According to the Cisco Visual Network Index Global Mobile Data Traffic Forecast for 2011 to 2016, worldwide mobile data traffic will increase 18-fold during this time period reaching 10.8 exabytes per month - or an annual run rate of 130 exabytes - by 2016. The expected sharp increase in mobile traffic is due to a projected surge in the number of mobile Internet-connected devices, which will exceed the number of people on earth, which the United Nations estimates the world population to be 7.3 billion by 2016.
Cisco (San Jose, Calif., USA) forecast's annual run rate of 130 exabytes of mobile data traffic is equivalent to 33 billion DVDs, 4.3 quadrillion MP3 files (music/audio), and 813 quadrillion short message service (SMS) text messages. An exabyte is a unit of information or computer storage equal to one quintillion bytes.
This traffic increase represents a compound annual growth rate of 78% spanning the same period. The incremental amount of traffic being added to the mobile internet between 2015 and 2016 alone is approximately three times the estimated size of the entire mobile internet in 2012, according to Cisco.
During 2011 to 2016 Cisco anticipates that global mobile data traffic will outgrow global fixed data traffic by three times. Several major global trends are driving these significant mobile data traffic increases, including:
The Rise of Cloud: Mobile cloud traffic will grow 28-fold from 2011 to 2016, a compound annual growth rate of 95%.
More Mobile Connections: There will be more than 10 billion mobile Internet-connected devices in 2016, including machine-to-machine (M2M) modules - exceeding the world's projected population at that time of 7.3 billion.
Enhanced Computing of Devices: Mobile devices are becoming more powerful and thus able to consume and generate more data traffic. Tablets are a prime example of this trend generating traffic levels that will grow 62-fold from 2011 to 2016-the highest growth rate of any device category tracked in the forecast. The amount of mobile data traffic generated by tablets in 2016 (1 exabyte per month) will be four times greater than the total amount of monthly global mobile, says Cisco.
Faster Mobile Speeds: Mobile network connection speed is a key enabler for mobile data traffic growth. More speed means more consumption, and Cisco projects mobile speeds (including 2G, 3G and 4G networks) to increase nine-fold from 2011 to 2016.
More Mobile video: Cisco predicts that mobile video will make up 71% of mobile data traffic by 2016.
The Cisco study also projects that 71% of all smartphones and tablets (1.6 billion) could potentially be capable of connecting to an Internet Protocol version 6 (IPv6) mobile networks by 2016. From a broader perspective, 39% of all global mobile devices (more than four billion), could be IPv6-capable by 2016.
According to Cisco, the increasing number of wireless devices and nodes accessing mobile networks worldwide is the primary contributor to traffic growth. By 2016, there will be more than eight billion handheld or personal mobile-ready devices and nearly two billion machine-to-machine connections, such as GPS systems in cars, asset tracking systems in shipping and manufacturing sectors and medical applications, making patient records and health status more readily available.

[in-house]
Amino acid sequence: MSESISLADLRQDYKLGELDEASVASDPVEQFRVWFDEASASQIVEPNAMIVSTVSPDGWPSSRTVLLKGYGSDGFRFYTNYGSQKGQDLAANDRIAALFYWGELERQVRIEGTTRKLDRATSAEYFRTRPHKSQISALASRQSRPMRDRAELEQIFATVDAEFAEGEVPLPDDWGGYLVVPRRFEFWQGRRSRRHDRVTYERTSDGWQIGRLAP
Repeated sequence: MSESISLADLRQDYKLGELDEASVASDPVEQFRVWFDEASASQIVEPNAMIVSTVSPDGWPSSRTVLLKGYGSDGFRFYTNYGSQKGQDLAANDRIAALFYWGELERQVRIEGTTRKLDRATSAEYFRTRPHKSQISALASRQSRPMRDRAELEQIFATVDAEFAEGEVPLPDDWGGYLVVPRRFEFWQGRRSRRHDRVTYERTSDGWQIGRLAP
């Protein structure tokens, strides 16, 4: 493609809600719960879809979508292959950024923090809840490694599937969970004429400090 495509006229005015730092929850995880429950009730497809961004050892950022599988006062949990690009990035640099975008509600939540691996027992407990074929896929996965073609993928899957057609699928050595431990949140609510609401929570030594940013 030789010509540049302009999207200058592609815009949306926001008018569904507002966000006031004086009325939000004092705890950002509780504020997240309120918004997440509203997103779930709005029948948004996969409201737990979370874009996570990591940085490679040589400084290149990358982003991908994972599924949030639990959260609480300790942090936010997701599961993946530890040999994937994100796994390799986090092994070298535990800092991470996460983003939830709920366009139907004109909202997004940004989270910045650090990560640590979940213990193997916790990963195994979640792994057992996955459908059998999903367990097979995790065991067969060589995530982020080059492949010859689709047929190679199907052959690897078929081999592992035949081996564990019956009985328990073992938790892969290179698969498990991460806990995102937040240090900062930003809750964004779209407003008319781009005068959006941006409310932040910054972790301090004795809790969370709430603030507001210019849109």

Smart phones, laptops and other portable devices will drive about 90% of global mobile data traffic by 2016, says the company. M2M traffic will represent 5% of 2016 global mobile data traffic while residential broadband mobile gateways will account for the remaining 5% of global mobile data traffic.
To address the rise in demand for the mobile Internet, service providers are increasingly looking to offload traffic to fixed/Wi-Fi networks. In 2011, 11% or 72 petabytes per month, of total mobile data traffic was offloaded. By 2016, 22% or 3.1 exabytes per month of total mobile data traffic will be offloaded, according to Cisco.
Without offload, the 2011 - 2016 global mobile data traffic CAGR would be 84% instead of 78%, says Cisco. Should all aspects of mobility be taken into consideration, such as cellular traffic, traffic offloaded from cellular networks and fixed/Wi-Fi traffic generated from portable devices, the total amount of mobility traffic would be more than four times higher than the Cisco forecast's 2016 cellular traffic level. In 2011, the sum of cellular traffic; cellular offload traffic; and fixed/Wi-Fi traffic from portable devices (10.8 exabytes per month) totaled 10.9 exabytes per month:
According to the forecast, the Middle East and Africa will have the highest regional mobile data traffic growth rate with a compounded annual growth rate (CAGR) of 104%. Asia-Pacific is predicted to have an 84% CAGR, while Central and Eastern Europe will have an 83% CAGR. Latin America is predicted to have a 79% CAGR, North America, 75%, and Western Europe, 68%.